This story was written a few years ago by my distant relative, Dr. E.O. Lester, about my great-grandfather. E.O. visits the blog from time to time, so if you enjoy this story, leave him a comment at the bottom of this page.
My father was born over a hundred years ago on a large cotton farm in the Deep South. Most of his memories of childhood Christmases featured food and surcease from work.
His father, my grandfather, had grown up in that difficult period in the history books called Reconstruction, and that may have accounted for his fervent worship at the altar of Hard Work.
On Christmas Day, though, even this no-nonsense mn I remember only as a stern octogenarian loosened up a little. Nobody had to work on Christmas Day, even when it fell in the middle of the week.
My grandmother took advantage of the day’s leisurely pace to prepare dishes the family could not have fully savored many other times of the year. The two that Father especially remembered were egg custard pie–eggnog n a pie shell, he called it–and ambrosia. He still got misty-eyed recalling that ambrosia in his eighth decade.
Then, there was the visit from Santa–Santy Claus, grandfather called him. By today’s standards, the fruits of the visit were pretty modest– stockings full of fresh oranges, tangerines, bright red (store bought) apples, all kinds of exotic nuts: almonds, filberts, English walnuts, and Brazil nuts (pecans were common there and not really prized.)
In a good year, each of the 10 children would receive a small box of stick candy. That was about all, but children saw their little windfall as a veritable cornucopia of the Good Life.
For as long as Father could remember, Grandfather would customarily announce at Christmas breakfast, “When I went out to feed this morning, I saw some reindeer tracks in the yard. If you young’uns go out on the gallery after breakfast, you may be able to see them too.”
So after breakfast, all the children would go out on the gallery–Grandfather’s word for the front porch– and, sure enough, encircling the whole house would be reindeer tracks, which the children would view in awestruck silence as a tangible vestige of their visit from Santa.
Grandfather always explained that the reindeer had to run around the house several times to getup enough speed to jump all the way to the top of the roof.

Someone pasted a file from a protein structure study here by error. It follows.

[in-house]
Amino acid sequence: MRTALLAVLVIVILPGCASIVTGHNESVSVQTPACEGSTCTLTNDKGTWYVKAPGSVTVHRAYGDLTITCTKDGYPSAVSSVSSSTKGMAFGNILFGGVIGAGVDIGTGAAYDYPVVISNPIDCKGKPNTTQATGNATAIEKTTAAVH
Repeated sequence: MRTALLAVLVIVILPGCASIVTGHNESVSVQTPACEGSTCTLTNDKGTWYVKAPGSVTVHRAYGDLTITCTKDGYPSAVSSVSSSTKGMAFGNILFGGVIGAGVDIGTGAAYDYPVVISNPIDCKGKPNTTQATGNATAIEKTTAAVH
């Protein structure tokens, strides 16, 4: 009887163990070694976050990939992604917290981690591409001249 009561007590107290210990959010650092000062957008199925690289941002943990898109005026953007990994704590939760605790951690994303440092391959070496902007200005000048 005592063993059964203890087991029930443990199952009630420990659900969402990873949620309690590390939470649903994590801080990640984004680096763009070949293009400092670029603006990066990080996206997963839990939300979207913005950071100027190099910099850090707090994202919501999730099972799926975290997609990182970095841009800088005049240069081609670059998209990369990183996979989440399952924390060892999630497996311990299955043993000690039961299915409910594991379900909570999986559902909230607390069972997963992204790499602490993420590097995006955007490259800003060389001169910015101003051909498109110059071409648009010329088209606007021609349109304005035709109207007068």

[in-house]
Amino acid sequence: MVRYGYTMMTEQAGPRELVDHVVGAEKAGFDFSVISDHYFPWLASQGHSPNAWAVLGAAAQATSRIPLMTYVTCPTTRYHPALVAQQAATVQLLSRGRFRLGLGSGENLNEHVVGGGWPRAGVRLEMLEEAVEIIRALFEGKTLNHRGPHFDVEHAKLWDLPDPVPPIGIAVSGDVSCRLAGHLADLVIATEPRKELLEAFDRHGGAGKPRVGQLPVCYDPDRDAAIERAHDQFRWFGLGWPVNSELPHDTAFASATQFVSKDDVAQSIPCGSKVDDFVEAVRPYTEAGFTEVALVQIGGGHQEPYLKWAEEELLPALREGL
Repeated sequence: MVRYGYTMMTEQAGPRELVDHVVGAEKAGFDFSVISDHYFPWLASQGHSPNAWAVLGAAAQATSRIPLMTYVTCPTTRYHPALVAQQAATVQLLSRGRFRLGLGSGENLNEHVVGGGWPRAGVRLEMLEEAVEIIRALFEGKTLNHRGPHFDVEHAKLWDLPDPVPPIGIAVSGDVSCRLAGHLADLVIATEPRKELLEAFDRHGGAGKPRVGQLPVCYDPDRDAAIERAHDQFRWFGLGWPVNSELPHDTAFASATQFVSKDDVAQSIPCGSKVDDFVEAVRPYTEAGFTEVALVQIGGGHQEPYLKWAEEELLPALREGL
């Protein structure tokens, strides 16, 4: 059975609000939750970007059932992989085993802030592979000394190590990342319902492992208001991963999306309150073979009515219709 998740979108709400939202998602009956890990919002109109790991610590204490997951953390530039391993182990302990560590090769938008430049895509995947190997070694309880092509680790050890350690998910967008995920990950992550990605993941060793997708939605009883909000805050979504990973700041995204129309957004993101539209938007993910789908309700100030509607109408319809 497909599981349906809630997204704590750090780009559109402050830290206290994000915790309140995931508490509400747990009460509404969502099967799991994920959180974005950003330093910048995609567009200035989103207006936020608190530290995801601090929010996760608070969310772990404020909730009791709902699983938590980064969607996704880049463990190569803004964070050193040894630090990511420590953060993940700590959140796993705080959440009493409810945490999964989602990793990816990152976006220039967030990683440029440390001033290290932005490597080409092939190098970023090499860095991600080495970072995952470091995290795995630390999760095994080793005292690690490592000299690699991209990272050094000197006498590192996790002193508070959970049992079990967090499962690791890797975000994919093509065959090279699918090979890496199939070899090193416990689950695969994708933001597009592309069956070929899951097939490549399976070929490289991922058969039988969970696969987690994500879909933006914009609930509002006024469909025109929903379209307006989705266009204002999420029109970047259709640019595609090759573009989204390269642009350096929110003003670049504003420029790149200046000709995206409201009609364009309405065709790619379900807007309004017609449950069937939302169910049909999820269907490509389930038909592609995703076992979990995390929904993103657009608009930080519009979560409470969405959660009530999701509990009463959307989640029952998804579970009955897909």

One Christmas morning when Father was about 10, his older brother, Oliver, sidled up to him during The Viewing and ventured, “Say, Elbee, have you ever noticed that those reindeer tracks are about the same size as Memphis’s hoof?”
Now, Memphis, Grandfather’s pride, and the envy of all his neighbors, was simply the finest mule in the county, maybe even the state. Smaller than the other dozen or so mules Grandfather kept, he was nevertheless uncommonly strong, docile, and intelligent, able to work from sunup to sundown without any sign of tiring and always ready to hit the cotton fields again the next day.
A furtive visit to Memphis in his stall and a comparative analysis of the reindeer tracks and the mule’s hoof prints confirmed Oliver’s suspicions to the satisfaction of both boys.
Far from making them cynical, their discovery had just the opposite effect on the brothers. It showed them a side of their father they had never seen before and, except for that discovery, might not have seen for a long time.
They now knew that Grandfather, too, was capable of a little tomfoolery at least once a year. Most surprising, though, is that both boys resisted the temptation to flaunt their knowledge that Memphis had been moonlighting as a reindeer, so the annual Adoration of the Tracks remained a family Christmas tradition for several years to come.